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Why You Should Never Take Your Shoes Off On A Plane

It's gross and dangerous.
  • Cabin crew members have revealed taking your shoes off on a plane can be as dangerous as it is gross, so you'll probably never want to take your trainers off on board again.

Flight attendants spend a huge part of their lives on planes, so if you ever need any advice on what you should and shouldn't do on board, then these are probably the best people to talk to. From guiding us on what to definitely not drink on a plane to sharing their travel horror stories, we've already tapped into some of the best tips that cabin crew members have to offer. But if there's one thing that these professionals really hate passengers doing, it's taking their shoes off.

An ex-flight attendant recently responded to a Quora thread asking why passengers are asked to wear their shoes during takeoff. Desmond Quek wrote: "Besides stinking up the whole cabin, footwear is essential during an airplane emergency, even though it is not part of the flight safety information. During an emergency, all sorts of debris and unpleasant ground surfaces will block your way towards the exit, as well as outside the aircraft. If your feet aren't properly covered, you'll have a hard time making your way to safety."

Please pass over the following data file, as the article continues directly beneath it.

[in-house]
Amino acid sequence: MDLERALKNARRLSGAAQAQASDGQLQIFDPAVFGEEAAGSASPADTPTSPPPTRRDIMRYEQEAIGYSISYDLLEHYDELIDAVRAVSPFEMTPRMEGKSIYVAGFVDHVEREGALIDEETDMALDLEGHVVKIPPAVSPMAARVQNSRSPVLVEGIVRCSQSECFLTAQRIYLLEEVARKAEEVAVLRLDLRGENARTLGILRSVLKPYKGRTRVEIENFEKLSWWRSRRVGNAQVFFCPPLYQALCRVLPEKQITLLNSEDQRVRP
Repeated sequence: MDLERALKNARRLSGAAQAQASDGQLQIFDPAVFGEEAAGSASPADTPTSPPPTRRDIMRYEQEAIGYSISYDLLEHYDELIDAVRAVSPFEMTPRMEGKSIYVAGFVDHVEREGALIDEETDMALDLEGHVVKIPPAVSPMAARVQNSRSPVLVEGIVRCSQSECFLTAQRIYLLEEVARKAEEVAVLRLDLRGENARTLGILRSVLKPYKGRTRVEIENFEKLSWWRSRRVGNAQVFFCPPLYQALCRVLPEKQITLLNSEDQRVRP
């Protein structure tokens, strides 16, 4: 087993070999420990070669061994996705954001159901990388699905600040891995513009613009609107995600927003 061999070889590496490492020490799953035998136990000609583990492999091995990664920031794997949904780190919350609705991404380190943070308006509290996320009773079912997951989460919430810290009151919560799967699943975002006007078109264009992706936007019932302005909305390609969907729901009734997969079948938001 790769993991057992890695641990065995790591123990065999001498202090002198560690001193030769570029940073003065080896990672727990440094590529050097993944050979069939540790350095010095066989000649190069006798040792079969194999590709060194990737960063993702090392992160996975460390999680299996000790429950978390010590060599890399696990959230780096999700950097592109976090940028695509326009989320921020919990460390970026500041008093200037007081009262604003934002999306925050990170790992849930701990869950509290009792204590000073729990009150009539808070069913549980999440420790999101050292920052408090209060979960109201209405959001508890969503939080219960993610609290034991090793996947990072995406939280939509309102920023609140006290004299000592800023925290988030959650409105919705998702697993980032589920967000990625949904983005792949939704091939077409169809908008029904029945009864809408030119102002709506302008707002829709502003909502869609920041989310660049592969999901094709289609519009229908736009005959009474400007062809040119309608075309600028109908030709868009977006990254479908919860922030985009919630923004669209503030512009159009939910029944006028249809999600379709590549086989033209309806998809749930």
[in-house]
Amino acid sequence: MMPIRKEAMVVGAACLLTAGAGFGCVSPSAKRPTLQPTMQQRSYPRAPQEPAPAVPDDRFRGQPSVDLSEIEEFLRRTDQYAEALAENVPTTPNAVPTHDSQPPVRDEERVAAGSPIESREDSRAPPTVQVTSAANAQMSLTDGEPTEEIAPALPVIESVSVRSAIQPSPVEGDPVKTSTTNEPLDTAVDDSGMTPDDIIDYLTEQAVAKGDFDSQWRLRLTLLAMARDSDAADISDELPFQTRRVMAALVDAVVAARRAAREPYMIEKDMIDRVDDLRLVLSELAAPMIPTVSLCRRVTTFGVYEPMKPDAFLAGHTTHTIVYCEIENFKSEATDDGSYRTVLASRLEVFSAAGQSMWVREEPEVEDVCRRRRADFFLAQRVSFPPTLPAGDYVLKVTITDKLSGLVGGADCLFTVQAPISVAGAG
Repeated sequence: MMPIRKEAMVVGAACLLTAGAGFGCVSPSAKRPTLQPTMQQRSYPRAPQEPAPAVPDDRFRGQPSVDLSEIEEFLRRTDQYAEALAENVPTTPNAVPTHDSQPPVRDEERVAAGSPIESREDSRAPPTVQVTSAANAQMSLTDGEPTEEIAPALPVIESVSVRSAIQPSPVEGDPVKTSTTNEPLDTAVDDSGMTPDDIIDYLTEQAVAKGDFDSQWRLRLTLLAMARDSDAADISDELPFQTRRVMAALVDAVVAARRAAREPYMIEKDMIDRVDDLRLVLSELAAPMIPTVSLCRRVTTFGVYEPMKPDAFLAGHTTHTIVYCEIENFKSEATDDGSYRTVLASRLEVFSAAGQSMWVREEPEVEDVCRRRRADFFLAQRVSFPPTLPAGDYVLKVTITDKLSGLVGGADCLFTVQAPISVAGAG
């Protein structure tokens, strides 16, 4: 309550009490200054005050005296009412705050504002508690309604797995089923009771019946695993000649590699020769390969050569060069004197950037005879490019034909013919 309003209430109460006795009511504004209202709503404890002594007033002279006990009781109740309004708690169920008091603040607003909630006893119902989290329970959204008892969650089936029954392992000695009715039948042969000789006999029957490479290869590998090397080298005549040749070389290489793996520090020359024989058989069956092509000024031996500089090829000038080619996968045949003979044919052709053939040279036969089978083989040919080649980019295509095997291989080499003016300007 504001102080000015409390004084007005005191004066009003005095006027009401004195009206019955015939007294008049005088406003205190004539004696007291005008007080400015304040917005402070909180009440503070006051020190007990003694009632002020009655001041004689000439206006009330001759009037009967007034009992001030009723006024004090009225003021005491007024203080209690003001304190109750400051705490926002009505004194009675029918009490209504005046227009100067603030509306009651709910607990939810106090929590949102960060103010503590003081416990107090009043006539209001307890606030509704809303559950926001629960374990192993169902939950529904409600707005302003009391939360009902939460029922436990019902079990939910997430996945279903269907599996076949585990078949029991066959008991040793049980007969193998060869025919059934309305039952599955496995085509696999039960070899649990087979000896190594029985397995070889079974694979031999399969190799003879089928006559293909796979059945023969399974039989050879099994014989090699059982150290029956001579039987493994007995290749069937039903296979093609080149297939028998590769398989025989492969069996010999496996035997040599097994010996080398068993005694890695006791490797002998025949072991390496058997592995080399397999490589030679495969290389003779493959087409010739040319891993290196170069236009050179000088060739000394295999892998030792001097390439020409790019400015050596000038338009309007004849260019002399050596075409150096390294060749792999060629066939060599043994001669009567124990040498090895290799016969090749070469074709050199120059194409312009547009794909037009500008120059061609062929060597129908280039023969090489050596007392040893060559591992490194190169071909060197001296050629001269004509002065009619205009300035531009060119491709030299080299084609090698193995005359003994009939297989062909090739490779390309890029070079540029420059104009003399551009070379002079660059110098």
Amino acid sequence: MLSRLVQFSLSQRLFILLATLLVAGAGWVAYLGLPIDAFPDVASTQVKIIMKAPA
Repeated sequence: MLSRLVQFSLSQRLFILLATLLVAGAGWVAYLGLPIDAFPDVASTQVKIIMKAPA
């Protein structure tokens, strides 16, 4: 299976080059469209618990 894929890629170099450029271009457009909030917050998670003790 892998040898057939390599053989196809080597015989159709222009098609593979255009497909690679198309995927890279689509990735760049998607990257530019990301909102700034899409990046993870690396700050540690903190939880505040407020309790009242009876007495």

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And that's not all. Flight attendants also told Cosmopolitan that seeing any passenger walking around a plane without their shoes on makes them cringe. Hard.

And the reason why is pretty gross. You see, plane bathrooms aren't necessarily properly sanitized in between flights, aside from a quick spray and restock of toilet paper, and the floor is rarely attended to. That liquid on the floor? Probably not water. So why would you want to get your feet wet?

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If someone is sick on a plane, a cleaning crew will come in to deal with it, but instead of cleaning the whole carpet, they'll just spot clean the problem area. So next time you fly, you might want to keep your shoes firmly on your feet.


This article originally appeared on Minor edits have been made by the editors.